I’m surprised that only two lists of The Ten New Commandments urge us to protect and nurture children as a guideline for living. If not us, who? If not now, when? Throughout history children have been abused and exploited for the gain, benefit, and sadistic pleasure of adults. Although the world community has clearly condemned such violations and inhumanity, problems continue to this very day. That’s why it’s important to support organizations like UNICEF. And that’s also why it’s important to pay attention to our own attitudes and approaches when it comes to children. I say we put the needs of children first. What about you?
As I write this, my wife and I are again snowed in by the edges of a winter storm labeled as “snowmaggedon” by US President Barack Obama. Whereas some part of the greater Washington, DC area were hit by around 2 feet of snow, making it one of the top snowstorms of all time, we fared much better thanks to above-freezing temperatures when the storm first moved through our area. We had lots of rain followed by about 4 inches of snow • still enough to bring this area to a standstill.
Ironically, the snow storms last weekend and then again this weekend could not have come at a better time. My wife and I are bearing down with our final set of copy edits on our new book,Evocative Coaching: Transforming Schools One Conversation at a Time. If you have not yet had a chance to check out the beautiful cover design, I encourage you to do so by going towww.EvocativeCoaching.com. We’re quite pleased with how it is turning out.
I mention our book because it brings me to today’s topic: nurture children. Here’s the opening lines from our book:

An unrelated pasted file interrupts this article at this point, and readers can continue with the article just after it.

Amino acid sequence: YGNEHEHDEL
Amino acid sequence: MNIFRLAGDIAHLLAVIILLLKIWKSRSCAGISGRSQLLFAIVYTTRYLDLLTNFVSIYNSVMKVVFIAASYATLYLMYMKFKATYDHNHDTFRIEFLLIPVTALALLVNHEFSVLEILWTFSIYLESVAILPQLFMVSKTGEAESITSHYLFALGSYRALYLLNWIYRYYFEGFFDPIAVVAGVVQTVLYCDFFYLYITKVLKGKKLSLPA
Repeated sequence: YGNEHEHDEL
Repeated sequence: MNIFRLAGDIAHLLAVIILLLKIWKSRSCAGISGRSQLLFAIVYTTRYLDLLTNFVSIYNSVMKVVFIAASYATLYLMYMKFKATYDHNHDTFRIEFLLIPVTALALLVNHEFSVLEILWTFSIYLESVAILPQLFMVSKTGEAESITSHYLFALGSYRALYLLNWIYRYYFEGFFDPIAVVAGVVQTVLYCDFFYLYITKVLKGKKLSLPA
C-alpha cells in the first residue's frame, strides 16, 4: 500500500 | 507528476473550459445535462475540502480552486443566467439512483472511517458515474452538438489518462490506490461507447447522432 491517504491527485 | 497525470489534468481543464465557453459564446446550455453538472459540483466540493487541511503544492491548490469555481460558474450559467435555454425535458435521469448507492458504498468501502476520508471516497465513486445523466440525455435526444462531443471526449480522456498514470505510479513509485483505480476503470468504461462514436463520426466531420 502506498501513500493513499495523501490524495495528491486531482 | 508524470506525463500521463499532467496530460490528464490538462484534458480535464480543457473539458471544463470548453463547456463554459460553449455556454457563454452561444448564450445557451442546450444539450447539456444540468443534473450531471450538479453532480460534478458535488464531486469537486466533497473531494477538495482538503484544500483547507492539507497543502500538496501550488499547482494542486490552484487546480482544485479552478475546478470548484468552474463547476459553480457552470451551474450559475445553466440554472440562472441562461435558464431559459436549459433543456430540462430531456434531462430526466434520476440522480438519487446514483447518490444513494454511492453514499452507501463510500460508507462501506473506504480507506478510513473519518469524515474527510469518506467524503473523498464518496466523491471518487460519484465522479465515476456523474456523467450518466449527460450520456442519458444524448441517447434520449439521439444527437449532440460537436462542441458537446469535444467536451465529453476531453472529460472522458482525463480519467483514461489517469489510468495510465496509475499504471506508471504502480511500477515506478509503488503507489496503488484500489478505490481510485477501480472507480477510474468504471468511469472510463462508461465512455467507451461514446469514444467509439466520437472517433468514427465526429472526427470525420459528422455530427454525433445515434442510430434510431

This book was written for students, but it is not about students. Evocative Coachingwas born of a desire to see students everywhere learning in vibrant, life-giving environments. It is designed to assist teachers to reinvigorate their teaching practices so that students can flourish. When teachers and schools come alive, the work of student learning is sure to follow. This book is about creating relationships that foster and support the ongoing learning of the women and men who show up every day to share their curiosity, knowledge, and spirits with students.
In other words, we have written our book to help educators better help each other to nurture children. We have worked actively on this book for about a year and half; at times, like the last few weeks, we have worked tirelessly on this book to meet our publisher’s deadlines. All of that energy, effort, and focus flow not just from the mental stimulation of creativity, design thinking, and writing, but also from our sense that this book can make a real contribution in the world. Simply put: children matter. Our book flows from that understanding, commitment, and love.